Join the S̩ance in Incline TheatreҪs Blithe Spirit

Review by Rachel Brandenburg of Blithe Spirit: Incline Theatre

Do you believe in ghosts? Or are mystics, mediums, and psychics simply frauds who have convinced themselves of their own power? This is the question raised in Warsaw Federal Incline Theatre“™s Blithe Spirit, in the house of the Condomines, who have invited the neighbors and a psychic medium over for dinner. Charles Condomine (Matt Krieg) is an author in the midst of writing his next book, which, of course, involves a fraudulent medium, and wants to do the proper “œresearch“ by having Madame Arcati (Traci Taylor) over for visit. Ruth (Grace Eichler) is Charles“™ second wife, with his first wife having died at a young age. The Bradmans (David Roth and Susan Jung) join in on Charles and Ruth“™s wit and skepticism, remarking how amusing the evening will be.

The seance takes a surprising twist when Madame Arcati passes out during a trance, and soon the ghost of Elvira (Kayla Burress), Charles“™ first wife, appears. Of course, with a catch: Charles is the only one who can see her. Hilarity ensues as Charles tries to explain his way out of his interactions with his increasingly-unruly house guest, and find a way to bring the hauntings to an end.

Overall, the production is clean, fast-paced, and keeps the audience“™s attention (could you say“¦ has them entranced?) All actors do a marvelous job of playing to each others“™ levels, and no one character dominates the scene unless there is a strong reason to do so. Krieg captures Charles“™ initial skepticism, then outright panic and helplessness at his discovery. We see a warmer, more open side of him as the night goes on. Grace Eichler gives a strong performance as she seamlessly embodies Ruth“™s down-to-earth wit and intelligence, making an excellent foil to Buress“™ airy, mischievous, yet somehow still lovable Elvira.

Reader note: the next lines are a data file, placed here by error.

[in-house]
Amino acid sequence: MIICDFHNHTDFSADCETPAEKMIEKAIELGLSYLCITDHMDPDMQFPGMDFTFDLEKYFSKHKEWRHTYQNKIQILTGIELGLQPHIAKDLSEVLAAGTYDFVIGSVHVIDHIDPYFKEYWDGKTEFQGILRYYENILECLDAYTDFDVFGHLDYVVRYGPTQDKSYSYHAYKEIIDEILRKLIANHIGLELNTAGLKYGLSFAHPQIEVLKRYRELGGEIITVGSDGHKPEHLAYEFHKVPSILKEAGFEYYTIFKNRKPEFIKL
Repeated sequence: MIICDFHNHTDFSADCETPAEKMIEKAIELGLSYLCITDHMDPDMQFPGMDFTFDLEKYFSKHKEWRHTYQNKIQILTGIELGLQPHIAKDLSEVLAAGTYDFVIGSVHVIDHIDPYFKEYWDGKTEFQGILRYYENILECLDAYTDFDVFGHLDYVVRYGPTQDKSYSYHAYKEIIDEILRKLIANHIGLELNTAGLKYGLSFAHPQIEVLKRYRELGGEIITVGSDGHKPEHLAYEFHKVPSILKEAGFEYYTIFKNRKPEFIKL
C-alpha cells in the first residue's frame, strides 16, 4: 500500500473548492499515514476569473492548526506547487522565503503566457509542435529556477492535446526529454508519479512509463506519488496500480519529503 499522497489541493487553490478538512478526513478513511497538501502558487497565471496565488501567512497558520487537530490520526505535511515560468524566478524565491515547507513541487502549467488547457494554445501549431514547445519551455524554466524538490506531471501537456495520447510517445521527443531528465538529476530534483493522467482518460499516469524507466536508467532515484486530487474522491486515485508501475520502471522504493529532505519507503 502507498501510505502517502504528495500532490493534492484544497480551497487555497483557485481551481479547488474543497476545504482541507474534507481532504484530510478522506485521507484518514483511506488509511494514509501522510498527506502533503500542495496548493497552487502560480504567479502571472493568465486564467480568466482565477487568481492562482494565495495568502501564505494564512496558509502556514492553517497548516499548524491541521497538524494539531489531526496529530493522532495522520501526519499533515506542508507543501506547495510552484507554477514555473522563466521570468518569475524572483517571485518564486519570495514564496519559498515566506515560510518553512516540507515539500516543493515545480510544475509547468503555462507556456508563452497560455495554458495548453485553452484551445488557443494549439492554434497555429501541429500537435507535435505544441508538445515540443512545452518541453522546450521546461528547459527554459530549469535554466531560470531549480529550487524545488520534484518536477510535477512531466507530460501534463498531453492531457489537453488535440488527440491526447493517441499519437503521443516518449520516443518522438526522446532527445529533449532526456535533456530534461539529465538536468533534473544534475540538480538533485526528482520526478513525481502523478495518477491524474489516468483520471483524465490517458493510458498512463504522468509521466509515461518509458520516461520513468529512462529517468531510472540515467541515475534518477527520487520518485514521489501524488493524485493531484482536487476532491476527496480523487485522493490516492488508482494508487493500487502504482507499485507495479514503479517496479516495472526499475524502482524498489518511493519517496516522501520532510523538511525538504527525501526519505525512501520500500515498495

Allison Hinkel kept audiences laughing with her portrayal of Edith, the shy and frantic housemaid who can be seen at several intervals scurrying about the house. David Roth, as Dr. Bradman, is your typical doctor and gentleman, and Susan Jung, as his wife, channels her inner socialite, together making a natural pair of “œskeptics,“ as Madame Arcati would call them. Speaking of Madame Arcati, Traci Taylor executes the role with exuberance, energy, and a clear love for all of the medium“™s quirks and eccentricities.

Costumes, by Caren Brady, help to punch up the qualities of the characters without taking away focus from the narrative. Elvira“™s flowy, ethereal and yet girly gown makes her look right at home against the blue backdrop of the set, while “œskeptical“ characters like Ruth are most often seen in more clean-cut, practical-looking evening attire. Set design, by Brett Bowling, hits at all the luxuries and social class of the homes“™ inhabitants, while also keeping a framed picture of Elvira center-stage““a haunting reminder of who“™s really in charge in the home.

Blithe Spirit runs through July 23. Grab your friends, and maybe some salt or a protective amulet or two. You never know what“™s lurking on the other side.

For tickets, call the box office 513-241-6550 or visit

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